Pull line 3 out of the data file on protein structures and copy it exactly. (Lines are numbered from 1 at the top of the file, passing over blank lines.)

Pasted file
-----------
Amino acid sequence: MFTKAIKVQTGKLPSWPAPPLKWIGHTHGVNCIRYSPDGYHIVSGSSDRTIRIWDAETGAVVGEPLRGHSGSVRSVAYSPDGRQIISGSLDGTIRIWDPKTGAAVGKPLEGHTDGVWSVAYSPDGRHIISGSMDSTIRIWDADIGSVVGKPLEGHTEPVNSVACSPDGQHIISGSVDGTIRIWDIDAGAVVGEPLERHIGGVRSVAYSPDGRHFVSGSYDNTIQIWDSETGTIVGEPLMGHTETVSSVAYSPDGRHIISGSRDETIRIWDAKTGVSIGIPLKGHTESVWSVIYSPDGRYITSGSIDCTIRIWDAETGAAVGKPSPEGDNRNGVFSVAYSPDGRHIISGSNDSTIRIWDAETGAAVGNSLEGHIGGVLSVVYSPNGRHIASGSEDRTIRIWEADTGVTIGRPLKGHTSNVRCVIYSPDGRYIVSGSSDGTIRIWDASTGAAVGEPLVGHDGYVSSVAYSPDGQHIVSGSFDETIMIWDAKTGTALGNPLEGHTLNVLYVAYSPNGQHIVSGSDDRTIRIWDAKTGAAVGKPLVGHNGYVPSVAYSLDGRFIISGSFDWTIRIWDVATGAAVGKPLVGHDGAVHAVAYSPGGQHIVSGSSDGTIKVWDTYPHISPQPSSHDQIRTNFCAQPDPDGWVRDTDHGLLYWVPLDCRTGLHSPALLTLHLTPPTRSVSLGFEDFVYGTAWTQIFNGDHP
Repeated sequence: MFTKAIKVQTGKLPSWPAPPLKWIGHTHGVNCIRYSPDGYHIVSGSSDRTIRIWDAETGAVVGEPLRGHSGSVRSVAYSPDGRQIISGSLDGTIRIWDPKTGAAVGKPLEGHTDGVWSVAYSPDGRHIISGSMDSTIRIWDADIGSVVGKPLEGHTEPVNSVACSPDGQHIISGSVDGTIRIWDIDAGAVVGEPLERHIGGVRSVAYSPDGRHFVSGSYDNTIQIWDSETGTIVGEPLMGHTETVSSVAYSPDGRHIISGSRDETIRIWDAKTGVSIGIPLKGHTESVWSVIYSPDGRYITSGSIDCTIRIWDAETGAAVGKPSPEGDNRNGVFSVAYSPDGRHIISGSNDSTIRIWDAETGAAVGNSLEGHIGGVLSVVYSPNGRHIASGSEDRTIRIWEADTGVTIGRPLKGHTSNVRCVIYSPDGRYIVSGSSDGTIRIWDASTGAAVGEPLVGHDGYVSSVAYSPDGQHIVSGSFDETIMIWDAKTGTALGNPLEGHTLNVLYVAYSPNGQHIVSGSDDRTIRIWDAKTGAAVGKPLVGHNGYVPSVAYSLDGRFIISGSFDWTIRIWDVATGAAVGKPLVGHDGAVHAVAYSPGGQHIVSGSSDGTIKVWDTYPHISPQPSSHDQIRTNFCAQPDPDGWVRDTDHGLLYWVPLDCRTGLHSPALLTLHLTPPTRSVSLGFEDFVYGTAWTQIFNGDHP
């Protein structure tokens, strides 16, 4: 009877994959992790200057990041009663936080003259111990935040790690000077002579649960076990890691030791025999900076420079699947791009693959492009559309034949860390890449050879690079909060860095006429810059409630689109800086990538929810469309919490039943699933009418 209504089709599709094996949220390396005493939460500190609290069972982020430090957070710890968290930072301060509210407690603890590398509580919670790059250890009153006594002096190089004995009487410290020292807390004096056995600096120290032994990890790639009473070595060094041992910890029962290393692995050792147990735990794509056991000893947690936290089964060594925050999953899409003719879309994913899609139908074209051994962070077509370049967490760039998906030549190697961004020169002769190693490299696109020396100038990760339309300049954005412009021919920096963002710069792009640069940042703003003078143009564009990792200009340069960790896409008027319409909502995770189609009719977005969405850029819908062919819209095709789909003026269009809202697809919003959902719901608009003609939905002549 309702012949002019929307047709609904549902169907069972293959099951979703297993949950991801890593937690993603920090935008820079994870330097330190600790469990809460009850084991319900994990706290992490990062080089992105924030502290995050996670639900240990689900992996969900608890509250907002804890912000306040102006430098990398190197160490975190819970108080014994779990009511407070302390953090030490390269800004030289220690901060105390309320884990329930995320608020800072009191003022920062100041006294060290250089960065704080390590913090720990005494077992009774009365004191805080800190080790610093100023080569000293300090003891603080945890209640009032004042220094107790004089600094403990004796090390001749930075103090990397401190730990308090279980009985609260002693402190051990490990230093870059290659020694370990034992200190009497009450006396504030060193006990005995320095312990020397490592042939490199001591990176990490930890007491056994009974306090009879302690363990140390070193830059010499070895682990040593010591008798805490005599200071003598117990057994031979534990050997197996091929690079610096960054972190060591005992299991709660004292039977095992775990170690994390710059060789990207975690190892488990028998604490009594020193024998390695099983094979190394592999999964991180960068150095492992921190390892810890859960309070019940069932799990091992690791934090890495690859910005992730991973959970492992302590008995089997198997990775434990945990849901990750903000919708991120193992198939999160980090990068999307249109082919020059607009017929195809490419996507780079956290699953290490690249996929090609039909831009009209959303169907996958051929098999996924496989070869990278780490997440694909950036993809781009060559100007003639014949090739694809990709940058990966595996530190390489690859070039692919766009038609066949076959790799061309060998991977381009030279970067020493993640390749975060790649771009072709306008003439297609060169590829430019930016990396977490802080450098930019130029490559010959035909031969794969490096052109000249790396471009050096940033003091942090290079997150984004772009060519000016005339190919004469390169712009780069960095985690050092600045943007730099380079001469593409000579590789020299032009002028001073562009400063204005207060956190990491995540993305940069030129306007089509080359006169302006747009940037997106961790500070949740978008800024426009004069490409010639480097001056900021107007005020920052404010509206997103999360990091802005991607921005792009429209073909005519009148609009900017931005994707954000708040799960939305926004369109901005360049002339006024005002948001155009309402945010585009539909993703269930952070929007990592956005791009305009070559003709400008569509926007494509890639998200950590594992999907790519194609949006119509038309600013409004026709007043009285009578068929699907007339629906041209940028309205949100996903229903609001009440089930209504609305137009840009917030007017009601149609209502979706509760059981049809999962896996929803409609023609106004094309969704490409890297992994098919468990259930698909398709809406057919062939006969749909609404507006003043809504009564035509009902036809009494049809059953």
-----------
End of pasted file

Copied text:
């Protein structure tokens, strides 16, 4: 009877994959992790200057990041009663936080003259111990935040790690000077002579649960076990890691030791025999900076420079699947791009693959492009559309034949860390890449050879690079909060860095006429810059409630689109800086990538929810469309919490039943699933009418 209504089709599709094996949220390396005493939460500190609290069972982020430090957070710890968290930072301060509210407690603890590398509580919670790059250890009153006594002096190089004995009487410290020292807390004096056995600096120290032994990890790639009473070595060094041992910890029962290393692995050792147990735990794509056991000893947690936290089964060594925050999953899409003719879309994913899609139908074209051994962070077509370049967490760039998906030549190697961004020169002769190693490299696109020396100038990760339309300049954005412009021919920096963002710069792009640069940042703003003078143009564009990792200009340069960790896409008027319409909502995770189609009719977005969405850029819908062919819209095709789909003026269009809202697809919003959902719901608009003609939905002549 309702012949002019929307047709609904549902169907069972293959099951979703297993949950991801890593937690993603920090935008820079994870330097330190600790469990809460009850084991319900994990706290992490990062080089992105924030502290995050996670639900240990689900992996969900608890509250907002804890912000306040102006430098990398190197160490975190819970108080014994779990009511407070302390953090030490390269800004030289220690901060105390309320884990329930995320608020800072009191003022920062100041006294060290250089960065704080390590913090720990005494077992009774009365004191805080800190080790610093100023080569000293300090003891603080945890209640009032004042220094107790004089600094403990004796090390001749930075103090990397401190730990308090279980009985609260002693402190051990490990230093870059290659020694370990034992200190009497009450006396504030060193006990005995320095312990020397490592042939490199001591990176990490930890007491056994009974306090009879302690363990140390070193830059010499070895682990040593010591008798805490005599200071003598117990057994031979534990050997197996091929690079610096960054972190060591005992299991709660004292039977095992775990170690994390710059060789990207975690190892488990028998604490009594020193024998390695099983094979190394592999999964991180960068150095492992921190390892810890859960309070019940069932799990091992690791934090890495690859910005992730991973959970492992302590008995089997198997990775434990945990849901990750903000919708991120193992198939999160980090990068999307249109082919020059607009017929195809490419996507780079956290699953290490690249996929090609039909831009009209959303169907996958051929098999996924496989070869990278780490997440694909950036993809781009060559100007003639014949090739694809990709940058990966595996530190390489690859070039692919766009038609066949076959790799061309060998991977381009030279970067020493993640390749975060790649771009072709306008003439297609060169590829430019930016990396977490802080450098930019130029490559010959035909031969794969490096052109000249790396471009050096940033003091942090290079997150984004772009060519000016005339190919004469390169712009780069960095985690050092600045943007730099380079001469593409000579590789020299032009002028001073562009400063204005207060956190990491995540993305940069030129306007089509080359006169302006747009940037997106961790500070949740978008800024426009004069490409010639480097001056900021107007005020920052404010509206997103999360990091802005991607921005792009429209073909005519009148609009900017931005994707954000708040799960939305926004369109901005360049002339006024005002948001155009309402945010585009539909993703269930952070929007990592956005791009305009070559003709400008569509926007494509890639998200950590594992999907790519194609949006119509038309600013409004026709007043009285009578068929699907007339629906041209940028309205949100996903229903609001009440089930209504609305137009840009917030007017009601149609209502979706509760059981049809999962896996929803409609023609106004094309969704490409890297992994098919468990259930698909398709809406057919062939006969749909609404507006003043809504009564035509009902036809009494049809059953």